1. Yeah, it would be great if I could just concentrate on one skill-set! When I started my business there was no Internet to speak of, no iPhones to contend with, no digital cameras, no PDFs for proofing and most of my clients had never used email. The only scanner in town was a 300ppi Ableton that sounded like a leaf-blower and they charged $15/scan. Most individuals did not even have a computer screen (except at work) and those that did had PC’s. I only knew a couple doctors that had Apple Mac SE’s with 9″ B&W screens (like me). So most of my business ranged from logo design to commercial printing press work (and most printers could not even accept a digital file).

        My Degree was in Architectural Design, but I never pursued that path – rather I went to work as an Industrial Design Engineer for the first 6 years out of college. Spent the next 10 years in marketing (self-employed) and ended up needing to write a book which led me to the Macintosh and Aldus PageMaker and an Apple software developer. Everything since then has been the tail wagging the dog – clients talking me in to special projects back to back. I have been doing what I do for over 25 years now and so far never spent a dollar on advertising – everything has been word of mouth and repeat clients. So I went from print, to web design, to photography and currently my revenue is pretty much 1/3 from each category. When people ask me what I do, I do not even have an answer!

        1. johnleigh

          amazing john great journey you have – and sounds like you have been able to make a success of it all – I was succesful in companies for years until layoffs and my freelance business skills are not my forte and at am crossroads of direction

    2. Hi John, that’s interesting to hear and I think you’ll be very pleased with Blender. It’s gone from strength to strength so I think it’s going to be around for a long time, although at some point it might get bought out by someone like Adobe? However it’s the one that we and the experts feel is fast becoming a serious contender and it’s free!

  2. johnleigh

    oh my gosh!
    I cant believe this – Ive been a big blender fan for years and had an on off affair dipping in and out depending on projects needs and I really wish I could get more consistent and I get pulled away with other work to keep the lights on –
    I know a lot of Blender and consider myself intermediate but would like to get advanced but a refresh and consolidation will be amazing to have this on karltaylor – this is such good timing for me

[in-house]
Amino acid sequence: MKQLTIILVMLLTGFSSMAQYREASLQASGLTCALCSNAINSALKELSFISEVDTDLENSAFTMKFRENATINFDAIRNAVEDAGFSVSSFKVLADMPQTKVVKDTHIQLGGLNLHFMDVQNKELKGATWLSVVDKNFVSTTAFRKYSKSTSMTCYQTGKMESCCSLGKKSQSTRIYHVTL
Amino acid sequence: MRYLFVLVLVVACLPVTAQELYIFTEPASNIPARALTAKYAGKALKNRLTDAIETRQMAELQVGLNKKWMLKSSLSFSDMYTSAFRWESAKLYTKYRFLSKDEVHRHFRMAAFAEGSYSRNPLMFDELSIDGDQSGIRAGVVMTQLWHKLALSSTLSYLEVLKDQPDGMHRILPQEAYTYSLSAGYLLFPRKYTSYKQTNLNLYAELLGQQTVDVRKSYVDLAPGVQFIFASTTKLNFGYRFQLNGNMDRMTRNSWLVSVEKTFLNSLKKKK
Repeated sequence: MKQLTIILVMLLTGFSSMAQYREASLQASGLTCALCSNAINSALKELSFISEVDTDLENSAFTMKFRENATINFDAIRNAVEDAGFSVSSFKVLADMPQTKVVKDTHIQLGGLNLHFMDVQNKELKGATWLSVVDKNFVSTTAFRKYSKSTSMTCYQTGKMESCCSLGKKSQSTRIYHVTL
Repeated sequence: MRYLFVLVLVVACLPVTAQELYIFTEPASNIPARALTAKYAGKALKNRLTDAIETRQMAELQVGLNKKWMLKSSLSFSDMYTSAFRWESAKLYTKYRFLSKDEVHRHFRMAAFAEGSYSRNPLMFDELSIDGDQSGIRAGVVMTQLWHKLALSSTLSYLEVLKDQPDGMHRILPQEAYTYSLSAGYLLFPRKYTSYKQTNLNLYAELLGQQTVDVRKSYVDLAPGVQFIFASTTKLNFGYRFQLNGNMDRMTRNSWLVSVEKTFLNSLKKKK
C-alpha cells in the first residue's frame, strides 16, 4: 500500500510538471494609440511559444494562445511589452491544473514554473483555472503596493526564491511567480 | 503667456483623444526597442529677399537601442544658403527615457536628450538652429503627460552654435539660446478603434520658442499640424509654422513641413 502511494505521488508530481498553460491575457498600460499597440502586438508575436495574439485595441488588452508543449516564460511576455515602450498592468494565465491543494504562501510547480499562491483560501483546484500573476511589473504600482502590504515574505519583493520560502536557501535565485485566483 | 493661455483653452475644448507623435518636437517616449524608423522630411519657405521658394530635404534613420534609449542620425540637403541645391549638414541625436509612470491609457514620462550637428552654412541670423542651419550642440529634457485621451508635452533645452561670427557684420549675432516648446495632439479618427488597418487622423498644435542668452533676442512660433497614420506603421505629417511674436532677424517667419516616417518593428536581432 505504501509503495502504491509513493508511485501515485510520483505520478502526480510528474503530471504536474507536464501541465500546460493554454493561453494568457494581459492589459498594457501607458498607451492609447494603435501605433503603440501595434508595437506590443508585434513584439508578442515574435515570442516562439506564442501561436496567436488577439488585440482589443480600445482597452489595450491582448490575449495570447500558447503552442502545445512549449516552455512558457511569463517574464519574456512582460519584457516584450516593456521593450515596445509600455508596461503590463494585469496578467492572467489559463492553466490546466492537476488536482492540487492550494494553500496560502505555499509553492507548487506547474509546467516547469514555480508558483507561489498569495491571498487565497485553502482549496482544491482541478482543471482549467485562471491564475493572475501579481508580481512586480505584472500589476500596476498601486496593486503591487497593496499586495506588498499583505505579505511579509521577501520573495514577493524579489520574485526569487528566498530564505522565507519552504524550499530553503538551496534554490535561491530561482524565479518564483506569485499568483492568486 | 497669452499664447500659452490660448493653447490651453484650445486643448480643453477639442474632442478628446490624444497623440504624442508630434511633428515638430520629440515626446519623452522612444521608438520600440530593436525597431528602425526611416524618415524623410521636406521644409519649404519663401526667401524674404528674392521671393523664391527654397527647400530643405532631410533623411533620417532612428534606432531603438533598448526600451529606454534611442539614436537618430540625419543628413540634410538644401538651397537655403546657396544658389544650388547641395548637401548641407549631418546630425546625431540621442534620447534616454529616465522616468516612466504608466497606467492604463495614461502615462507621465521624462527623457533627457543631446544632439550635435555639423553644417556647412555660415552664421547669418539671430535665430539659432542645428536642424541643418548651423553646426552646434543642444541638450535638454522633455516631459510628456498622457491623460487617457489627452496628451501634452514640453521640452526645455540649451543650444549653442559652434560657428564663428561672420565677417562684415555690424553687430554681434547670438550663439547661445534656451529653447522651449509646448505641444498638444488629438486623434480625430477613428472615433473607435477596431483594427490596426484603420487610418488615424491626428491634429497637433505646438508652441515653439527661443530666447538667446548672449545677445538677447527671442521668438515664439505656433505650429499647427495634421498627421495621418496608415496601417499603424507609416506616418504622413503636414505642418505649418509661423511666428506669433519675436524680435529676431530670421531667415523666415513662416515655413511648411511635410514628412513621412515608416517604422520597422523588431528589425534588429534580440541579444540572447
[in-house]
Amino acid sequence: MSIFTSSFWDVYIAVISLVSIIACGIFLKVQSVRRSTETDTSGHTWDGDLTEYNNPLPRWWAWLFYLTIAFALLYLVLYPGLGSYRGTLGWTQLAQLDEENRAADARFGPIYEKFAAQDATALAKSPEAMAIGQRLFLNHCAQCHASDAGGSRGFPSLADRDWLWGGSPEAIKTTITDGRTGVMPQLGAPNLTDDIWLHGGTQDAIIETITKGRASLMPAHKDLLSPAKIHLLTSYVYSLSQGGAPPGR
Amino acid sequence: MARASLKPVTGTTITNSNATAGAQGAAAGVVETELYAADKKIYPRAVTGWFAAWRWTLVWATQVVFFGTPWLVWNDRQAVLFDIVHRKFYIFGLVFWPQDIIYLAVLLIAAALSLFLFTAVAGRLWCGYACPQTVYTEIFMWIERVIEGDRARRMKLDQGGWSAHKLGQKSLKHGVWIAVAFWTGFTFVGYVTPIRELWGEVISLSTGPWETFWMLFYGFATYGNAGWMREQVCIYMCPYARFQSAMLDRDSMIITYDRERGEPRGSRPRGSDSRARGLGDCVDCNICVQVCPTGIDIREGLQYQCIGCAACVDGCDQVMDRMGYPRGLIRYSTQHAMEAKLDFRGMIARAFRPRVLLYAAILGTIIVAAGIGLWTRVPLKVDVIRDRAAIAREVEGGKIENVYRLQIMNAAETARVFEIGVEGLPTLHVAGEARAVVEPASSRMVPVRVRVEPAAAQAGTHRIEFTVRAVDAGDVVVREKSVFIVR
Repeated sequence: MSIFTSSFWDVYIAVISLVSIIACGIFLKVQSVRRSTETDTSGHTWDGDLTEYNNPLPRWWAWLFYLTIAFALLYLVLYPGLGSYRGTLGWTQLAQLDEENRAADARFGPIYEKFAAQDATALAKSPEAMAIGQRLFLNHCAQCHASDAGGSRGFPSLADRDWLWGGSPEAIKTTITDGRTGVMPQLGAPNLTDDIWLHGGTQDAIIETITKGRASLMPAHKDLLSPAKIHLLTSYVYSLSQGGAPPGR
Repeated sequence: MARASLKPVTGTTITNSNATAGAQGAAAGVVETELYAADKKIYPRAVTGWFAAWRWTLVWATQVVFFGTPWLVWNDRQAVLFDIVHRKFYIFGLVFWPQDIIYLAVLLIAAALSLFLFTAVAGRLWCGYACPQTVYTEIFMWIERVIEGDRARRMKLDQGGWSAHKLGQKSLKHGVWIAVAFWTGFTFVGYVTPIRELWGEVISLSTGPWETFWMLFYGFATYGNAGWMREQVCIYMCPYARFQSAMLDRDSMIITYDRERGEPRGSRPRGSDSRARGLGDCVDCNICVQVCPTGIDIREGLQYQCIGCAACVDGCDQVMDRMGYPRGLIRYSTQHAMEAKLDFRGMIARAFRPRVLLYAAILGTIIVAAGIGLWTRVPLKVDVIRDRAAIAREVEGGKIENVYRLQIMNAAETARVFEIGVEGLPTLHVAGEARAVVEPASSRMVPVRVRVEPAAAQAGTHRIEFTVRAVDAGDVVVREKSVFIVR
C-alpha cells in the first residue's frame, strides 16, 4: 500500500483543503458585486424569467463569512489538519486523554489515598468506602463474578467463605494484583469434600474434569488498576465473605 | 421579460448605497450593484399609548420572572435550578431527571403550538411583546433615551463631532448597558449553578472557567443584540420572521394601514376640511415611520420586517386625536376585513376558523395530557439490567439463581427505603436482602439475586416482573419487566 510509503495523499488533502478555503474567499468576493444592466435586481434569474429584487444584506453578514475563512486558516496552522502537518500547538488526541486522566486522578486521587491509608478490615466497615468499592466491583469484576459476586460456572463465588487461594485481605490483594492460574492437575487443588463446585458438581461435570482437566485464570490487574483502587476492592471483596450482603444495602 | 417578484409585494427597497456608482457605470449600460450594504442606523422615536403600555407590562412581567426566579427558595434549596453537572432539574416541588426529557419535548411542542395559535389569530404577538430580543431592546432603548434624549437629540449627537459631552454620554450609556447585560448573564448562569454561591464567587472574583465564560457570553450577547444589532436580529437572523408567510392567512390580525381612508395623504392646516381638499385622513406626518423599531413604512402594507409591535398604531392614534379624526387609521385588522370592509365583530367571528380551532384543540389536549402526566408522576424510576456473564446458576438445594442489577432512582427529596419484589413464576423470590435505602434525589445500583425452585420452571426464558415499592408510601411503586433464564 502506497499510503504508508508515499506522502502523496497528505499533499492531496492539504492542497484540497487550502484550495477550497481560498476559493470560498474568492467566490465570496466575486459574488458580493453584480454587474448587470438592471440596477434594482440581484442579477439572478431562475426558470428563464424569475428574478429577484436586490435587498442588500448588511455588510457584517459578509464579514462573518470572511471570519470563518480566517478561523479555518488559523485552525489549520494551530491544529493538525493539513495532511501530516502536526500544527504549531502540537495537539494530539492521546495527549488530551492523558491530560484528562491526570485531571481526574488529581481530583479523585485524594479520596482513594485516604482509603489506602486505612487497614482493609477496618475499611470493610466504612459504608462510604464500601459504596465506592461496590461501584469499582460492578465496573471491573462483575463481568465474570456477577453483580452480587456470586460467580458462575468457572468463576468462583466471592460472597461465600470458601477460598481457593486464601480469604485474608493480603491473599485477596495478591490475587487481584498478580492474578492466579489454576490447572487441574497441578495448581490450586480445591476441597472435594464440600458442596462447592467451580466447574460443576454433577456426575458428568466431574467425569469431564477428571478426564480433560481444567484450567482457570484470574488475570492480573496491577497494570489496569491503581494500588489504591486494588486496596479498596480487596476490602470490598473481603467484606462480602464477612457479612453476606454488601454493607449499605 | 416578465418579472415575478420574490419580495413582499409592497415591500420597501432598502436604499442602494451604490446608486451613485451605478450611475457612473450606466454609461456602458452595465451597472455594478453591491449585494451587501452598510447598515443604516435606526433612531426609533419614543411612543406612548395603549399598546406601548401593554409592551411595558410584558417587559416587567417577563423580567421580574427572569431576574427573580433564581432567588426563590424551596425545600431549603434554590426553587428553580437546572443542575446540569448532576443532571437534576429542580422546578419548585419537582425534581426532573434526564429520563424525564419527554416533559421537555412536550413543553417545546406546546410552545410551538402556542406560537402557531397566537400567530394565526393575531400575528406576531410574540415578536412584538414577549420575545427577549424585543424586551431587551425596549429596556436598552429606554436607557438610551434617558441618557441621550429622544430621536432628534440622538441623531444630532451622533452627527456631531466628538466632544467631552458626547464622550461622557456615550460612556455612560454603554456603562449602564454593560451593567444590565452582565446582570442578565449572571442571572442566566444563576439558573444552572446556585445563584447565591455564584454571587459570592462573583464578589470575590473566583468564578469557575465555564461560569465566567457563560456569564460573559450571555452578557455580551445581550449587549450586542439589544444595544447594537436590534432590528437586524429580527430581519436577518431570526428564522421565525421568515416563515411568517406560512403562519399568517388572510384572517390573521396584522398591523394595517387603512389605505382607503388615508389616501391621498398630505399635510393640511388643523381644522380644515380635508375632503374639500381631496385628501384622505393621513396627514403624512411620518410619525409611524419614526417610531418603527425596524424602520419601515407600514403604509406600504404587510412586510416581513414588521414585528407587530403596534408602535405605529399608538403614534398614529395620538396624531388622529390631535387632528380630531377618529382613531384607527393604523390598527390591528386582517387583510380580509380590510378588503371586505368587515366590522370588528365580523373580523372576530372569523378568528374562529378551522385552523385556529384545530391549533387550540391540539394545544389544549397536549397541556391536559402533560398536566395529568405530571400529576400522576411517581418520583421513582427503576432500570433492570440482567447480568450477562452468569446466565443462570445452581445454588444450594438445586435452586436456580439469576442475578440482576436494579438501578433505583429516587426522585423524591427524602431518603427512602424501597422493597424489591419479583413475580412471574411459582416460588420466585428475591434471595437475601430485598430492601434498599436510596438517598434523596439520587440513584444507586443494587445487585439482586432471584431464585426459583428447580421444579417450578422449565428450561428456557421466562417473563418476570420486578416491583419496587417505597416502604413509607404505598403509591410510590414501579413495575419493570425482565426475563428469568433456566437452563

1. johnleigh

        I really really cant wait for this!
        There are a lot of blender courses out there but this is super related and specific to a photography angle and around products its so perfect for me i cant believe.

        And timing is spot on as a goal and commitment for me to get ready for it as this may be the decider and make a difference in the direction I follow and where to focus all my energies. Currently I have been steered away from photography and 3D work by bread and butter projects work around web design,graphics, illustration, video and motion work to keep the lights on I would love to be able to niche down into somethin i can really call my solid direction and market myself much more specifically which as a generalist currently is really tough

  3. It really is wonderful seeing the Forward Thinking Approach of the KTE Platform to equip photographers further in their craft.
    I do look forward to seeing and practicing the CGI that would be demonstrating on this platform !!!

    1. Thank you, we are aiming to release a significant number of new classes in April and then continuing in the year.

  4. Karl
    Why do you insist on diluting you photography and lighting genius with corrupting influences and people hell bent on promoting fake news?
    Have the balls to make my comment public instead of moderating it and claim its too aggressive

    1. I’m quite happy to make this comment public as all it does is demonstrate your complete lack of foresight towards an area of image creation which will become more and more dominant in the world of product imagery. These are not corrupting influences and where you get the term ‘fake news’ from regarding the development of Computer Generated Imagery I have no idea? Maybe you have been convincing yourself that this doesn’t exist?

      Yes I consider myself a product photographer with a very high level of knowledge when it comes to studio lighting but what I’ve learnt from speaking to other CGI artists is that you still need those same skills in the CGI world to create realistic renders. They don’t just push a button and out pops an incredible image, this takes considerable skill and training and you will be very disappointed to hear that we will be right at the forefront of delivering those skills with a significant series of new classes on CGI.

  5. Aidan Hughes

    I must say the content that you have planned so far for this year is already very exciting. This new CGI course is the icing on top of a very big delicious cake!! Being familiar with Ethan’s work I have to say this may be the course I am most excited for! I can’t wait!

    1. Great to hear Aidan, you’ll also be pleased to hear that this new section is going to be feature packed starting from the very basics and up. We are also producing comparisons between photography and CGI versions.